Author: David Crook
Publisher: Greenhill Books, new edition 2021, paperback, RRP 9.99
Sometimes the reviewer finds the task largely done. In his contribution to this edition, Air Vice-Marshal A F C Hunter writes: "Spitfire Pilot is a volume that has long had a place of honour on my bookshelves, a treasure found like so many literary gems in a second-hand bookshop." I agree with the sentiment and acquired my first copy in a similar way.
David Crook was a Battle of Britain ace flying Spitfires with No 609 (West Riding) Squadron, part of the Auxiliary Air Force before the war. He was awarded the DFC on 1 November 1940. He wrote his book later and was killed flying a Spitfire on a photographic sortie in 1944, possibly as a result of oxygen failure.
Crook takes us into the world of preparation for war, the transition to RAF training and discipline (something of a shock) after the AAF was embodied and eventually the tumultuous fight against the Luftwaffe in the summer and autumn of 1940. We learn something of his home life in Yorkshire, where the family firm manufactured sports goods, as well as his marriage to Dorothy Middleton, a nurse and clergyman's daughter. They would have three children.
Here too are the important friendships and the associated loss. When Crook was on leave, Pilot Officer Geoff Gaunt of 609 was killed on 15 September 1940, soon to be Battle of Britain Day. The pair had known each other since childhood. Crook set out to attend Gaunt's funeral in Huddersfield but the Magister he was flying gave trouble and he arrived after the service had finished.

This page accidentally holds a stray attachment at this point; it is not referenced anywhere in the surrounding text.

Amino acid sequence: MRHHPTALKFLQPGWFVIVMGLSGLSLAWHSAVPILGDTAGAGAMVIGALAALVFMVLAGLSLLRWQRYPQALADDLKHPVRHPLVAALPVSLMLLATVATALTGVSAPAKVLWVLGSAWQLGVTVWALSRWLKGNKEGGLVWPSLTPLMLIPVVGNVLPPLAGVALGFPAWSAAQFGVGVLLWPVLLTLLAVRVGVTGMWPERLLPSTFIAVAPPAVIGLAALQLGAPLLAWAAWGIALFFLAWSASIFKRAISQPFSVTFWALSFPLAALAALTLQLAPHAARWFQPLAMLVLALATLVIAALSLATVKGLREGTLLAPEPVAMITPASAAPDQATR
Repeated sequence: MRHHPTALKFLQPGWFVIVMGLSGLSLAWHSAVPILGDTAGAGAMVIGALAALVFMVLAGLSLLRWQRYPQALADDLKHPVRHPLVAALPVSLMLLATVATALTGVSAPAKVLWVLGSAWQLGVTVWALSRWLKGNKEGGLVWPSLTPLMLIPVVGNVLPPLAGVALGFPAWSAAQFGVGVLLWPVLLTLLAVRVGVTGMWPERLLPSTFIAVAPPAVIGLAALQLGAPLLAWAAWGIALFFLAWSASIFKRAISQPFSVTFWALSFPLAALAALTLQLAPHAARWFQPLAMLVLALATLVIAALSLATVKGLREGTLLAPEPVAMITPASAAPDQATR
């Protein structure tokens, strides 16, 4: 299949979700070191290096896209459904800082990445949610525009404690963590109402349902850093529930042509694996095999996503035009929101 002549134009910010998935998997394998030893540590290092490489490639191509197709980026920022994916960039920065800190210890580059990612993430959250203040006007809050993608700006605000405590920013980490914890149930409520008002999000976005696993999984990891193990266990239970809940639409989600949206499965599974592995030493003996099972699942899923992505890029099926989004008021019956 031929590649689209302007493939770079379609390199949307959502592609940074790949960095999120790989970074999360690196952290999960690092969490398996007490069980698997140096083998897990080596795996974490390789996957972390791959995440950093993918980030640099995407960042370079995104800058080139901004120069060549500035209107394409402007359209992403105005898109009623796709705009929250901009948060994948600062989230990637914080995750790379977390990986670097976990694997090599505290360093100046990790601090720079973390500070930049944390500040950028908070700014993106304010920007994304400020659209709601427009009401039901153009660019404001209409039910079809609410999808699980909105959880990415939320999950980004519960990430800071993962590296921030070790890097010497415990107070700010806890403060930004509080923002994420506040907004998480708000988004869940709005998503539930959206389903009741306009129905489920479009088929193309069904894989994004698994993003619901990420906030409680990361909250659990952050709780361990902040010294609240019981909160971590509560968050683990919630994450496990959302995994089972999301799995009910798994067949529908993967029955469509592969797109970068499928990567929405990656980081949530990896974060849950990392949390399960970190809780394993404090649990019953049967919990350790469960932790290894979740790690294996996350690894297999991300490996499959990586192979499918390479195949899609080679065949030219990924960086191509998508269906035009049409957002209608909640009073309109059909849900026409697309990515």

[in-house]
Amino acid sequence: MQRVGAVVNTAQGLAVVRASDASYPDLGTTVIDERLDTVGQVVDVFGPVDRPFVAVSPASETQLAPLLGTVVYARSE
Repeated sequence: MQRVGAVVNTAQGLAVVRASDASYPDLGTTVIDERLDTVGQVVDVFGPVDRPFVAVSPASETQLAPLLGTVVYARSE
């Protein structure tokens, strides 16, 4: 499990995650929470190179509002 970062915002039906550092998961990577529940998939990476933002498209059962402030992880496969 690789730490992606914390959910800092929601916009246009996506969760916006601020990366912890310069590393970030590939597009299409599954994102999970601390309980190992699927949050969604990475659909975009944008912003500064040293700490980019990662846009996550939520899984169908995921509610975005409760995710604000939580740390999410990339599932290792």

Crook recalled: "The grave was still open and I walked over to it and stood there for a moment, looking at the inscription on the coffin of this very gallant and delightful friend."
Later in the account he wrote " .... it was the biggest loss that I had ever experienced. I could not believe that such a vital spark was now extinguished for ever; and that I would not see him again. I still can't believe it now, sometimes."
In our fascination with the decision-making and combat of the Battle of Britain, perhaps there is the danger of forgetting that these were people with emotions such as ours.
Spitfire Pilot is not, of course, only a work of military history but of social history. It is untrue that the great majority of Battle of Britain aircrew were from pecunious upper middle class backgrounds but some were. Here we have preserved the attitudes and argot of a group of such young men living and dying eight decades ago. Not everything will be palatable to modern readers but that was the way it was.